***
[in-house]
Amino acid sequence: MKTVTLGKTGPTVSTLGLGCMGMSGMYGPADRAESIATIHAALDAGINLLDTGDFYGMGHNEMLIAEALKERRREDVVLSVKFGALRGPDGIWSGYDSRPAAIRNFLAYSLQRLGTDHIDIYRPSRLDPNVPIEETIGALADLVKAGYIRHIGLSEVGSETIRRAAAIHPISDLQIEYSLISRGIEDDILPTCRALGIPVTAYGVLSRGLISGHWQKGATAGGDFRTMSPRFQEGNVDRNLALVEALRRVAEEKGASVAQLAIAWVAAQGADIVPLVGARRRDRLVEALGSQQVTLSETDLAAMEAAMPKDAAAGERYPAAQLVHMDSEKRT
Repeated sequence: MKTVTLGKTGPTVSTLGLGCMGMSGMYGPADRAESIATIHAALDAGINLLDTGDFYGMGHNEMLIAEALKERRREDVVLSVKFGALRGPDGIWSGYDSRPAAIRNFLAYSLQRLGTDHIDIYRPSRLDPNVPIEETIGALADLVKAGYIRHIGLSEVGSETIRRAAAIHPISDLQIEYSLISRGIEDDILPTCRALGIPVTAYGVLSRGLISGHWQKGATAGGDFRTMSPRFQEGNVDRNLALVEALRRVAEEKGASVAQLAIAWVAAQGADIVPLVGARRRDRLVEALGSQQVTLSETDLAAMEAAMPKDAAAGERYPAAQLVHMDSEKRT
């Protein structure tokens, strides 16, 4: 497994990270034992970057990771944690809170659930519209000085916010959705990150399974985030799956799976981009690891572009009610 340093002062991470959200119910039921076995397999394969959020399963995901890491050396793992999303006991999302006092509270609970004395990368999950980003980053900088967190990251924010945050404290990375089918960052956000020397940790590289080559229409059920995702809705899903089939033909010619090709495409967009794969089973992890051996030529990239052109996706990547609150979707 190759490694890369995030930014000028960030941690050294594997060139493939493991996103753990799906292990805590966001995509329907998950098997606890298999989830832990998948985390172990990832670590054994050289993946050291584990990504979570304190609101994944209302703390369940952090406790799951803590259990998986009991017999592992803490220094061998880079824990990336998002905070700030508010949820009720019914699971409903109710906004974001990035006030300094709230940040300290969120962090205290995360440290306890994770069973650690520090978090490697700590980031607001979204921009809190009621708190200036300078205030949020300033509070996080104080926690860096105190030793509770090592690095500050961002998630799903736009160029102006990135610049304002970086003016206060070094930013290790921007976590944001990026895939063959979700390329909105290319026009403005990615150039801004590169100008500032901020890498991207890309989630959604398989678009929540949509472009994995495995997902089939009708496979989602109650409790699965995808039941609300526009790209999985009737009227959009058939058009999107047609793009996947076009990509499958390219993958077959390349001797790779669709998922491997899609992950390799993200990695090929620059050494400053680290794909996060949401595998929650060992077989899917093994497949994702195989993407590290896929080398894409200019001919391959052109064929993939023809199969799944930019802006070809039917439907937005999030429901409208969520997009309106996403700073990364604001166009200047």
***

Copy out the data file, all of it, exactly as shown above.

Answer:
[in-house]
Amino acid sequence: MKTVTLGKTGPTVSTLGLGCMGMSGMYGPADRAESIATIHAALDAGINLLDTGDFYGMGHNEMLIAEALKERRREDVVLSVKFGALRGPDGIWSGYDSRPAAIRNFLAYSLQRLGTDHIDIYRPSRLDPNVPIEETIGALADLVKAGYIRHIGLSEVGSETIRRAAAIHPISDLQIEYSLISRGIEDDILPTCRALGIPVTAYGVLSRGLISGHWQKGATAGGDFRTMSPRFQEGNVDRNLALVEALRRVAEEKGASVAQLAIAWVAAQGADIVPLVGARRRDRLVEALGSQQVTLSETDLAAMEAAMPKDAAAGERYPAAQLVHMDSEKRT
Repeated sequence: MKTVTLGKTGPTVSTLGLGCMGMSGMYGPADRAESIATIHAALDAGINLLDTGDFYGMGHNEMLIAEALKERRREDVVLSVKFGALRGPDGIWSGYDSRPAAIRNFLAYSLQRLGTDHIDIYRPSRLDPNVPIEETIGALADLVKAGYIRHIGLSEVGSETIRRAAAIHPISDLQIEYSLISRGIEDDILPTCRALGIPVTAYGVLSRGLISGHWQKGATAGGDFRTMSPRFQEGNVDRNLALVEALRRVAEEKGASVAQLAIAWVAAQGADIVPLVGARRRDRLVEALGSQQVTLSETDLAAMEAAMPKDAAAGERYPAAQLVHMDSEKRT
């Protein structure tokens, strides 16, 4: 497994990270034992970057990771944690809170659930519209000085916010959705990150399974985030799956799976981009690891572009009610 340093002062991470959200119910039921076995397999394969959020399963995901890491050396793992999303006991999302006092509270609970004395990368999950980003980053900088967190990251924010945050404290990375089918960052956000020397940790590289080559229409059920995702809705899903089939033909010619090709495409967009794969089973992890051996030529990239052109996706990547609150979707 190759490694890369995030930014000028960030941690050294594997060139493939493991996103753990799906292990805590966001995509329907998950098997606890298999989830832990998948985390172990990832670590054994050289993946050291584990990504979570304190609101994944209302703390369940952090406790799951803590259990998986009991017999592992803490220094061998880079824990990336998002905070700030508010949820009720019914699971409903109710906004974001990035006030300094709230940040300290969120962090205290995360440290306890994770069973650690520090978090490697700590980031607001979204921009809190009621708190200036300078205030949020300033509070996080104080926690860096105190030793509770090592690095500050961002998630799903736009160029102006990135610049304002970086003016206060070094930013290790921007976590944001990026895939063959979700390329909105290319026009403005990615150039801004590169100008500032901020890498991207890309989630959604398989678009929540949509472009994995495995997902089939009708496979989602109650409790699965995808039941609300526009790209999985009737009227959009058939058009999107047609793009996947076009990509499958390219993958077959390349001797790779669709998922491997899609992950390799993200990695090929620059050494400053680290794909996060949401595998929650060992077989899917093994497949994702195989993407590290896929080398894409200019001919391959052109064929993939023809199969799944930019802006070809039917439907937005999030429901409208969520997009309106996403700073990364604001166009200047």